Building on the momentum in the two years since the adoption of the Paris Agreement, the upcoming COP23 is an opportunity for negotiators to reiterate the importance of human rights in climate action and take concrete steps toward implementing the agreement at a global scale.
There is no doubt: climate change is a human rights issue. In the last few months, this has once again been made clear as hurricanes, wildfires, and flooding have had devastating impacts on people’s lives — particularly on the livelihoods and rights of those least responsible for climate change. Parties gathering next week for COP23, the 23rd meeting of parties to the UN Framework Convention on Climate Change (UNFCCC) in Bonn, Germany, should keep this in mind as they return to the negotiating table.
COP23 marks the first time a small island state, Fiji, will be presiding over a COP. Fiji and the broader Pacific Islands region are some of the areas most vulnerable to climate change. By 2050, as many as 1.7 million people in the Pacific Islands could be displaced by climate change. Fiji itself is particularly vulnerable to the impacts of climate change, as many of its islands are low-lying and vulnerable to cyclones and flooding. Further, Fiji and other Pacific Island nations face difficulties in fully implementing climate policies due to limited capacity. The fact that the Government of Fiji will be presiding over the COP this year should highlight the urgency of rights-based climate action.
As part of its presidency, Fiji will foster an open and inclusive Talanoa Dialogue to help bring parties together. Talanoa is a cultural process in Fiji based on mutual listening. In bringing this concept to the COP, the Fiji presidency hopes to avoid devolving into a “blame game” and instead join together to reflect candidly on the progress countries are making.
In 2018, countries will adopt a Rule Book for implementing the Paris Agreement. It is essential that these guidelines reflect not only the commitment to halt climate change but also the vision of a rights-based agreement embodied in the Agreement’s preamble — but that work can’t wait until next year.
In order to be prepared to adopt a strong, rights-based Rule Book next year and to increase the ambition of countries’ climate policies, negotiators at COP23 must:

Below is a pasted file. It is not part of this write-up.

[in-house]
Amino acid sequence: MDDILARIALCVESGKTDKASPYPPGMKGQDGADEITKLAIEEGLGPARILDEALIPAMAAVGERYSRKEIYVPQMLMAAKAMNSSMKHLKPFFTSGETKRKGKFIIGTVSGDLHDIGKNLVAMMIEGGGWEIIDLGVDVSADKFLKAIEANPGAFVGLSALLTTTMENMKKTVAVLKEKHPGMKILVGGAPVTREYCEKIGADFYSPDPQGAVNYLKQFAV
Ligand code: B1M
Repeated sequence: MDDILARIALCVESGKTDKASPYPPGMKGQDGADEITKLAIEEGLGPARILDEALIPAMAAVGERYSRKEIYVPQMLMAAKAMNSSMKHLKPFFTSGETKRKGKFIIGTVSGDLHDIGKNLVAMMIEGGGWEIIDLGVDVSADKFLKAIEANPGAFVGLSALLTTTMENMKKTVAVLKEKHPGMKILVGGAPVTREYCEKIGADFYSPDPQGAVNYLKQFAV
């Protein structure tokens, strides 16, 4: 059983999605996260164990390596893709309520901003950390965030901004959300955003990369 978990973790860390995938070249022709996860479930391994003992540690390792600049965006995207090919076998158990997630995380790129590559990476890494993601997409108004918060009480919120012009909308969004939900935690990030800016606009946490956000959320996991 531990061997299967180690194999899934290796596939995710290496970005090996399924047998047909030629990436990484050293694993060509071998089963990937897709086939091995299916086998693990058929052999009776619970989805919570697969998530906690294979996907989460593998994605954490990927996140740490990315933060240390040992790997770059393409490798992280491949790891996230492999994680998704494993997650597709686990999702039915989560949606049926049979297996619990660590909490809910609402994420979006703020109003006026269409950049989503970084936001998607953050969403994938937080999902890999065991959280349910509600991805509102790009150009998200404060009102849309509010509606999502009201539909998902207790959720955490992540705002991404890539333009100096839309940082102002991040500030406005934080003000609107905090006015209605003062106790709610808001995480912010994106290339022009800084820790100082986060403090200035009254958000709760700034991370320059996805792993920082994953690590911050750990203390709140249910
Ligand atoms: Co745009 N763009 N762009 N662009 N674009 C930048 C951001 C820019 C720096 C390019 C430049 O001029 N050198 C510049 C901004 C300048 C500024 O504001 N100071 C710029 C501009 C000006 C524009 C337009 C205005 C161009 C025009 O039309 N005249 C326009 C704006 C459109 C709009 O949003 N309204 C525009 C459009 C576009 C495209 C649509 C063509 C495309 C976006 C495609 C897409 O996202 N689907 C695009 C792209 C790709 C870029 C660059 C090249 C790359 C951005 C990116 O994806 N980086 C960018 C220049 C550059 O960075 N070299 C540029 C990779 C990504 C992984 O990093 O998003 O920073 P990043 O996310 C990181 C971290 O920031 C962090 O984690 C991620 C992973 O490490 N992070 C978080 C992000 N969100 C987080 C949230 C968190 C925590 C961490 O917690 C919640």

- Create a draft document that reflects tangible progress on the implementation of the Paris Agreement — one that reflects a strong commitment to the goals of the Agreement and places human rights at its core;
- Provide a roadmap for a successful and participatory Talanoa Dialogue that will help increase the collective ambition of parties to fill the gap between where we are and where we need to be to stay at 1.5 degrees Celsius of warming or less; and
- Strengthen the inclusion of groups that can drive the low-carbon transition — from engaging women in meaningful participation and leadership, to facilitating an active role for indigenous peoples to shape and implement climate policy, to ensuring public participation and access to information.
CIEL will be there, equipping negotiators with recommendations on how to ensure that the Rule Book not only provides clear guidelines on implementing climate action but also incorporates adequate respect for and consideration of human rights.
Want to know how you can get involved? Sign our petition to tell big polluters to stop undermining international climate policy! Even though the US has announced its intent to withdraw from the Paris Agreement, the US delegation has continued to push the agenda of the fossil fuel industry in climate talks. With your help, we can shine a light on the influence of big polluters and stand up for climate policy that puts people first — not corporations.
By Marie Mekosh, Communications & Development Associate
Originally posted October 31, 2017